Move over, wage & hour law. There’s a new hot topic in the town of Employment Law. Its’ name is Social Media. 

In fact, with so much being written on it, it’s hard to separate out the usual "Beware of Social Media!" articles from those posts that delve more deeply into the subject and add to the general discussion.

This week, there have been two excellent posts on the subject that you ought to take a look at for the impact on employment law.  (If warranted, this type of post may become an occasional feature of the blog.) 

First up is a post by Seth Borden who co-authors the Labor Relations Today blog.  In the guest post for the National Law Journal , he tackles the implications that social media has on traditional labor law.  As he notes, the NLRB is poised to take action soon.

The new National Labor Relations Board is paying attention to new media in all its forms, featuring its own Facebook page, YouTube channel, and Twitter feed. It is only a matter of time before this board directly addresses labor disputes arising out of the use of these media in the workplace

He goes on to note that the new majority on the board "will surely allow employees access to an employer’s e-mail systems for a broader range of protected union-related activities — especially in cases in which the employer tolerates other nonbusiness use. "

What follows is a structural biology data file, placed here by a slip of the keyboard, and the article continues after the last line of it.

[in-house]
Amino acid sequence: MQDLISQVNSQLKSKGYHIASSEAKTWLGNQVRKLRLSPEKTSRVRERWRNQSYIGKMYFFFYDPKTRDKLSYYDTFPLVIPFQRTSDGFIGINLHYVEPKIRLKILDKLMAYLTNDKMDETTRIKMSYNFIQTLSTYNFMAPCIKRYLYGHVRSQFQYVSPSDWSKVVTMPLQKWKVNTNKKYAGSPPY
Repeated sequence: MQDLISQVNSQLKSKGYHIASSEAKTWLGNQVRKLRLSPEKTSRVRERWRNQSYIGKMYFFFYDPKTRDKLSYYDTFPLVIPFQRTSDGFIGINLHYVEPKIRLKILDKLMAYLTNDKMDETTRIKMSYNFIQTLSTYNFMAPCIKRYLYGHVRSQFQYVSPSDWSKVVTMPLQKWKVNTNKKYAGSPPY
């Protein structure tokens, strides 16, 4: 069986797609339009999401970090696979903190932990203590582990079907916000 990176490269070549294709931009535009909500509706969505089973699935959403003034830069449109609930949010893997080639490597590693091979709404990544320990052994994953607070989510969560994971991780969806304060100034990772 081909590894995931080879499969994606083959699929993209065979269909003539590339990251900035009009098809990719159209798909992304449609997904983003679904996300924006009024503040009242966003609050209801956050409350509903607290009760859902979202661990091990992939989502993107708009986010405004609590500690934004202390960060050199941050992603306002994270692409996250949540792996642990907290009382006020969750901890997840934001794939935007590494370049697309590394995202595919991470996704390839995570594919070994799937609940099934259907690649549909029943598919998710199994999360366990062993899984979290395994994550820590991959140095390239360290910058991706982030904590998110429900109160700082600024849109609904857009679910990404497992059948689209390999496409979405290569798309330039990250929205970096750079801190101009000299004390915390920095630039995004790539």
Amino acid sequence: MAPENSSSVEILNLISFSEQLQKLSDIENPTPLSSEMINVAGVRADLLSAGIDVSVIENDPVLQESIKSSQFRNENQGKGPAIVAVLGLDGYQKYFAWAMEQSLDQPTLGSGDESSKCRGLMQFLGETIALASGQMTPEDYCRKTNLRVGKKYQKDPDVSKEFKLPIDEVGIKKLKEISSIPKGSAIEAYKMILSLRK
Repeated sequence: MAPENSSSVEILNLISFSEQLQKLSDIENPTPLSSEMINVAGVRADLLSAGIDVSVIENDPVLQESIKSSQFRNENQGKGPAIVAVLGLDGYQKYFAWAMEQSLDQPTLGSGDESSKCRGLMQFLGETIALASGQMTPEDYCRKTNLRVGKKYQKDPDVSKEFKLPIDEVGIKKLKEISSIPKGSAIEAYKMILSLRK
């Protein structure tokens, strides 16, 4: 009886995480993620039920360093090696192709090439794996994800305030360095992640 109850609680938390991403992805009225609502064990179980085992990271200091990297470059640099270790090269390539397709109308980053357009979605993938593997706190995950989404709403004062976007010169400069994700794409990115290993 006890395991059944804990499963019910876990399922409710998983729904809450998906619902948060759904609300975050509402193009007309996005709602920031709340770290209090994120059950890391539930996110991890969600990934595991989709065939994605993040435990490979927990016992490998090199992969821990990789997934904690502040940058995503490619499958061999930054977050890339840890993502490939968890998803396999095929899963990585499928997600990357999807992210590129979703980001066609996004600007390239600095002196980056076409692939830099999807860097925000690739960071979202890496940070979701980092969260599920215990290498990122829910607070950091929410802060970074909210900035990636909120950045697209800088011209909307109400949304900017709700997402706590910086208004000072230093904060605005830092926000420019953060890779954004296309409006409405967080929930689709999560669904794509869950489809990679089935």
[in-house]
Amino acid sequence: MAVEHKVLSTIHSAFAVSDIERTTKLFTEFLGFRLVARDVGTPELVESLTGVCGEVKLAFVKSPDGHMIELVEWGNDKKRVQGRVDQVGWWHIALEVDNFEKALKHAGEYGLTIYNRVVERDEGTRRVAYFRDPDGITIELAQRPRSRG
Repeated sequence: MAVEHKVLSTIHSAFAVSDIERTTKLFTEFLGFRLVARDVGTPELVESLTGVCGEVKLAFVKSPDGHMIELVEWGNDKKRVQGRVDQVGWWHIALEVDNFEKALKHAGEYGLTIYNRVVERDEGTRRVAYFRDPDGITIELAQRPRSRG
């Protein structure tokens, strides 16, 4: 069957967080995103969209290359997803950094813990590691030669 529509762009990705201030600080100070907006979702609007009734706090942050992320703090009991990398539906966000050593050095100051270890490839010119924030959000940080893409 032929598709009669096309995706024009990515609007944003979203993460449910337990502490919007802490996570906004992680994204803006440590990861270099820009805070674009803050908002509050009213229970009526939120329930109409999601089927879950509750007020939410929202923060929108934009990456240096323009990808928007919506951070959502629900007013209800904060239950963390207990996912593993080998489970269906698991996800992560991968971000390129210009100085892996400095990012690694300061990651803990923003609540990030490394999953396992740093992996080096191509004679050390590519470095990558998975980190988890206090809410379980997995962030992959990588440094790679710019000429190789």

This has implications not only in employers with an existing union presence, but also in those in which employees are considering organizing.  Definitely a subject to keep an eye on over the next year or two.

Another article highlights the growing movement in courts to allow a party access to an opponent’s Facebook page for discovery.  In the 3 Geeks & A Law Blog, a recent posts highlights a New York court decision that required the Plaintiff to provide a release to allow access to her Facebook page.

In this case where the Plaintiff was asking for damages for personal injuries, the Defense was claiming that they had reason to believe that the Plaintiff posted pictures and information that showed she was not suffering from a loss of enjoyment of life. Not only did the Defendant want to access the private portions of the Plaintiff’s account, but they also wanted access to any deleted information. [The judge] agreed…

While the case arises in New York, do not be surprised if you continue to see courts following this trend. As 3 Geeks notes: "Expect everything you post on Facebook or MySpace to be considered public information by the courts, and don’t expect that your self-imposed privacy settings will protect you if you’re ever taken to court."  The ABA Journal has also summarized the court’s findings as well.